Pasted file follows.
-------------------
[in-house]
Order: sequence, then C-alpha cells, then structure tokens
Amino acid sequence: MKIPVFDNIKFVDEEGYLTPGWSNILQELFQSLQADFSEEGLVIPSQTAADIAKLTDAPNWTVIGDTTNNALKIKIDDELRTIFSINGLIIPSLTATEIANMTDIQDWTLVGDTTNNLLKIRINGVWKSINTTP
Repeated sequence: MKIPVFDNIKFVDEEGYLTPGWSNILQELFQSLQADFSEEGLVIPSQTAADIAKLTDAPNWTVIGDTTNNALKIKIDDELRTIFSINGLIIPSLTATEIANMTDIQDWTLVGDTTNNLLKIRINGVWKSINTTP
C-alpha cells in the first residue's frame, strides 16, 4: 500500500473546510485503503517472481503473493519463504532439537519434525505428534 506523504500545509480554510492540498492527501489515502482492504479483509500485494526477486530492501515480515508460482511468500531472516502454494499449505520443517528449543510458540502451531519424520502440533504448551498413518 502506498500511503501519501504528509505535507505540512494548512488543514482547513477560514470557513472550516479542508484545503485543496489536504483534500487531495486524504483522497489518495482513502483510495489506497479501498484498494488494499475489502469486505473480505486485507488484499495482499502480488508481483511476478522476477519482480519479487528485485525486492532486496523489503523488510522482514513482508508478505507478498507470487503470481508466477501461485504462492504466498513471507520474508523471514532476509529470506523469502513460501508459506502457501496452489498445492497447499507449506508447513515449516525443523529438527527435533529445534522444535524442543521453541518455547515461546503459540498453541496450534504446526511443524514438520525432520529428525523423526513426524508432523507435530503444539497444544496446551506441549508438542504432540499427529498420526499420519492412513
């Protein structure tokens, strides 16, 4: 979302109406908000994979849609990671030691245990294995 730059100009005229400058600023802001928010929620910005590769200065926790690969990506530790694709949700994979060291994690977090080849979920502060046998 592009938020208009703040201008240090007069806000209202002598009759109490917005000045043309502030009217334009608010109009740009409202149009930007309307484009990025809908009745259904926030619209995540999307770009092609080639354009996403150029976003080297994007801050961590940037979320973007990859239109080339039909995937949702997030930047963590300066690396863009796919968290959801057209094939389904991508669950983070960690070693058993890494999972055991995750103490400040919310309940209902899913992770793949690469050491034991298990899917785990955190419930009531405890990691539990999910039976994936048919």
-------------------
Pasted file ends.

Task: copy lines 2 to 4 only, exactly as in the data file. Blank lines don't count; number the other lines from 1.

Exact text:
Order: sequence, then C-alpha cells, then structure tokens
Amino acid sequence: MKIPVFDNIKFVDEEGYLTPGWSNILQELFQSLQADFSEEGLVIPSQTAADIAKLTDAPNWTVIGDTTNNALKIKIDDELRTIFSINGLIIPSLTATEIANMTDIQDWTLVGDTTNNLLKIRINGVWKSINTTP
Repeated sequence: MKIPVFDNIKFVDEEGYLTPGWSNILQELFQSLQADFSEEGLVIPSQTAADIAKLTDAPNWTVIGDTTNNALKIKIDDELRTIFSINGLIIPSLTATEIANMTDIQDWTLVGDTTNNLLKIRINGVWKSINTTP